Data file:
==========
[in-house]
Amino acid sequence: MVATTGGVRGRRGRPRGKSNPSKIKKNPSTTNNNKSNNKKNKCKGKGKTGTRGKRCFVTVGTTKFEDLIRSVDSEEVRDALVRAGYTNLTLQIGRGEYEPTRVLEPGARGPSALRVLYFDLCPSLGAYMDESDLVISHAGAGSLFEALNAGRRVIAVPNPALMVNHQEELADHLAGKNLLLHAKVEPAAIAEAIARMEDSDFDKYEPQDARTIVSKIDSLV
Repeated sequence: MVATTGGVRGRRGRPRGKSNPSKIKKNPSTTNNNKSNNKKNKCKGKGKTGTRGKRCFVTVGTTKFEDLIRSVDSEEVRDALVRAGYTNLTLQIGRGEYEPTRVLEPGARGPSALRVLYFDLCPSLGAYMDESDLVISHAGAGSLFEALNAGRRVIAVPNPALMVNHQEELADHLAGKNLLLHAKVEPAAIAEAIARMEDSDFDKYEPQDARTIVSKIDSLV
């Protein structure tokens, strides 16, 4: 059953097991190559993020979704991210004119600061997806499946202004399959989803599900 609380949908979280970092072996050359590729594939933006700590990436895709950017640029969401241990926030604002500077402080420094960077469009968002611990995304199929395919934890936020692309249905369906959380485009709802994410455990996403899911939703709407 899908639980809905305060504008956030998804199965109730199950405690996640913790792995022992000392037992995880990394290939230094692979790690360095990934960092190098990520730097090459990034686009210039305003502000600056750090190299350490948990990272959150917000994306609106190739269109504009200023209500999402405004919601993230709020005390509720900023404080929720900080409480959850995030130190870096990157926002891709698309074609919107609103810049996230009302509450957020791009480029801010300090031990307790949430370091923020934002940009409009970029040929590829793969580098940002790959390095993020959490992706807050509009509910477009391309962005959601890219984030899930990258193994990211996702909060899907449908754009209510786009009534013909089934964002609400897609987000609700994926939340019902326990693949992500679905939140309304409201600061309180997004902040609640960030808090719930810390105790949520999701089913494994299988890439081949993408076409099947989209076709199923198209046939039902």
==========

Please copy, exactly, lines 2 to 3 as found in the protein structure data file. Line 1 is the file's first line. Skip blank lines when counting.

Amino acid sequence: MVATTGGVRGRRGRPRGKSNPSKIKKNPSTTNNNKSNNKKNKCKGKGKTGTRGKRCFVTVGTTKFEDLIRSVDSEEVRDALVRAGYTNLTLQIGRGEYEPTRVLEPGARGPSALRVLYFDLCPSLGAYMDESDLVISHAGAGSLFEALNAGRRVIAVPNPALMVNHQEELADHLAGKNLLLHAKVEPAAIAEAIARMEDSDFDKYEPQDARTIVSKIDSLV
Repeated sequence: MVATTGGVRGRRGRPRGKSNPSKIKKNPSTTNNNKSNNKKNKCKGKGKTGTRGKRCFVTVGTTKFEDLIRSVDSEEVRDALVRAGYTNLTLQIGRGEYEPTRVLEPGARGPSALRVLYFDLCPSLGAYMDESDLVISHAGAGSLFEALNAGRRVIAVPNPALMVNHQEELADHLAGKNLLLHAKVEPAAIAEAIARMEDSDFDKYEPQDARTIVSKIDSLV